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CubeSats Applications for Earth and Prospectives for Planetary Remote Sensing

A special issue of Remote Sensing (ISSN 2072-4292). This special issue belongs to the section "Satellite Missions for Earth and Planetary Exploration".

Deadline for manuscript submissions: closed (15 October 2022) | Viewed by 17233

Special Issue Editors


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Guest Editor
Istituto Nazionale di Astrofisica – Istituto di Astrofisica e Planetologia Spaziali, Via del Fosso del Cavaliere 100, 00133 Rome, Italy
Interests: planetary science; planetary spectroscopy; astrobiology; hyperspectral data analysis; instrumentation for planetary remote sensing
Special Issues, Collections and Topics in MDPI journals

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Co-Guest Editor
Italian Space Agency, Via del Politecnico snc, 00133 Rome, Italy
Interests: exploration architectures; space project management
Special Issues, Collections and Topics in MDPI journals

Special Issue Information

Dear Colleagues,

CubeSats are involved in a wide range of remote sensing applications. They provide technology demonstrations for Earth science missions, but the scientific community is just starting to exploit CubeSats and CubeSat-derived small satellites in other fields.

CubeSats and platforms taking advantage of CubeSat technology have the potential to make unique contributions to planetary science by creating unique vantage points or multipoint measurements. CubeSats can also be used as platforms for technology demonstration to enable future large missions.

This Special Issue aims at collecting new developments and methodologies, best practices and applications of CubeSats for Earth with perspectives for planetary remote sensing. We would like to invite you to submit articles about your recent research, including, but not limited to (review articles covering one or more of these topics are also very welcome):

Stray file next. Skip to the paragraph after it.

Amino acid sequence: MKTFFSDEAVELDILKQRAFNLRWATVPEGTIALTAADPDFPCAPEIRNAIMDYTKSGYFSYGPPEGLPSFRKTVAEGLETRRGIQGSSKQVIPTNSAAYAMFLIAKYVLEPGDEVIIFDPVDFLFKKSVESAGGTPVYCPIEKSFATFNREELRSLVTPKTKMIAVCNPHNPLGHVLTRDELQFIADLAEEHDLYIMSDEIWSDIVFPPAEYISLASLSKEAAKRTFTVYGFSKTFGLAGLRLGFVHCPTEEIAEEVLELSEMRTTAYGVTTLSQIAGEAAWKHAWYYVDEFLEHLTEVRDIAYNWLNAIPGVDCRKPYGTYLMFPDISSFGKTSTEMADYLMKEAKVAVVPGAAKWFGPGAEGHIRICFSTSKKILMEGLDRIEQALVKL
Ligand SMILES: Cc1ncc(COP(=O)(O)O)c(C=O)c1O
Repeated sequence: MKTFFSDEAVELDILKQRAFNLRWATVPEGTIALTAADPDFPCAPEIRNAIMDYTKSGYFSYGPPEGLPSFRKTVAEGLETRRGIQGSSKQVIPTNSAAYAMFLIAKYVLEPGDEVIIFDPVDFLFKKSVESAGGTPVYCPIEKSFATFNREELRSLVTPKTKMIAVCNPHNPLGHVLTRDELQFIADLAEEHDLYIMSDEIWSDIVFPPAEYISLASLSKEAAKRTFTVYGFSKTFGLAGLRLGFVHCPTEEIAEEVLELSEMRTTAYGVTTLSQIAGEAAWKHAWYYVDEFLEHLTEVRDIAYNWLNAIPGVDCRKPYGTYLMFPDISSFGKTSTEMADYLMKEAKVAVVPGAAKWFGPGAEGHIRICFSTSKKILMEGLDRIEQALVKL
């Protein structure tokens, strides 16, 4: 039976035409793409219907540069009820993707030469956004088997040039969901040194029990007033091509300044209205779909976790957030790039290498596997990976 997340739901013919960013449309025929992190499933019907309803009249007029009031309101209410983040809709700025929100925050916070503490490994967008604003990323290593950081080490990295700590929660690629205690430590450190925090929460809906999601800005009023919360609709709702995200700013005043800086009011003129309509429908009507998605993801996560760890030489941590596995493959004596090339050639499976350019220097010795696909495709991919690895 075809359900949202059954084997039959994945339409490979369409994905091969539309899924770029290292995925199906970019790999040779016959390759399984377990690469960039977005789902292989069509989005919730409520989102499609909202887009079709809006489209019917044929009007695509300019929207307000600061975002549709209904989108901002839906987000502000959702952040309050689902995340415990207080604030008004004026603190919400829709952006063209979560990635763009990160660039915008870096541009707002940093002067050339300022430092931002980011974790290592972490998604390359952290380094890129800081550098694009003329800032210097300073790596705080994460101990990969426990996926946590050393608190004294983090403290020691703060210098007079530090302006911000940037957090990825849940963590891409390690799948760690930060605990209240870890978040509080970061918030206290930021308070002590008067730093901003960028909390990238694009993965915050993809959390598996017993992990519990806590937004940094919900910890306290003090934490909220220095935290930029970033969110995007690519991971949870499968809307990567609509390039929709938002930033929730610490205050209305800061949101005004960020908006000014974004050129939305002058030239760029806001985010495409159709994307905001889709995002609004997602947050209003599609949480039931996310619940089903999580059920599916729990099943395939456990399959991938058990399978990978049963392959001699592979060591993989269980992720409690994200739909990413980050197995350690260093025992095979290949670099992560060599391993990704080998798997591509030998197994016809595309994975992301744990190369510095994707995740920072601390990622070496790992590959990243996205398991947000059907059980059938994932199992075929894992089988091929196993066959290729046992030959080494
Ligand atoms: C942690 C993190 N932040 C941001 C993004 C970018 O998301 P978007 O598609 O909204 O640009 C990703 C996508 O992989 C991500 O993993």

• Current and future programs
  • Technology developments
  • Platforms and new sensors on board (multispectral, hyperspectral, thermal, lidar, dust, magnetic field, gas or radioactivity sensors, etc.)
  • Data analysis (image classification, feature extraction, target detection, change detection, etc.)
  • Real time processing, onboard data storage and transmission
  • Data fusion: integration of CubeSat imagery with satellite, aerial or terrestrial data, integration of heterogeneous data captured by CubeSats
  • Applications: (geology, minerals mapping, 3D mapping, atmospheric science, climatology and meteorology, etc.)
  • CubeSats for education with applications to remote sensing

You may choose our Joint Special Issue in Universe.

Dr. Giancarlo Bellucci
Dr. Simone Pirrotta
Guest Editors

Manuscript Submission Information

Manuscripts should be submitted online at www.mdpi.com by registering and logging in to this website. Once you are registered, click here to go to the submission form. Manuscripts can be submitted until the deadline. All submissions that pass pre-check are peer-reviewed. Accepted papers will be published continuously in the journal (as soon as accepted) and will be listed together on the special issue website. Research articles, review articles as well as short communications are invited. For planned papers, a title and short abstract (about 100 words) can be sent to the Editorial Office for announcement on this website.

Submitted manuscripts should not have been published previously, nor be under consideration for publication elsewhere (except conference proceedings papers). All manuscripts are thoroughly refereed through a single-blind peer-review process. A guide for authors and other relevant information for submission of manuscripts is available on the Instructions for Authors page. Remote Sensing is an international peer-reviewed open access semimonthly journal published by MDPI.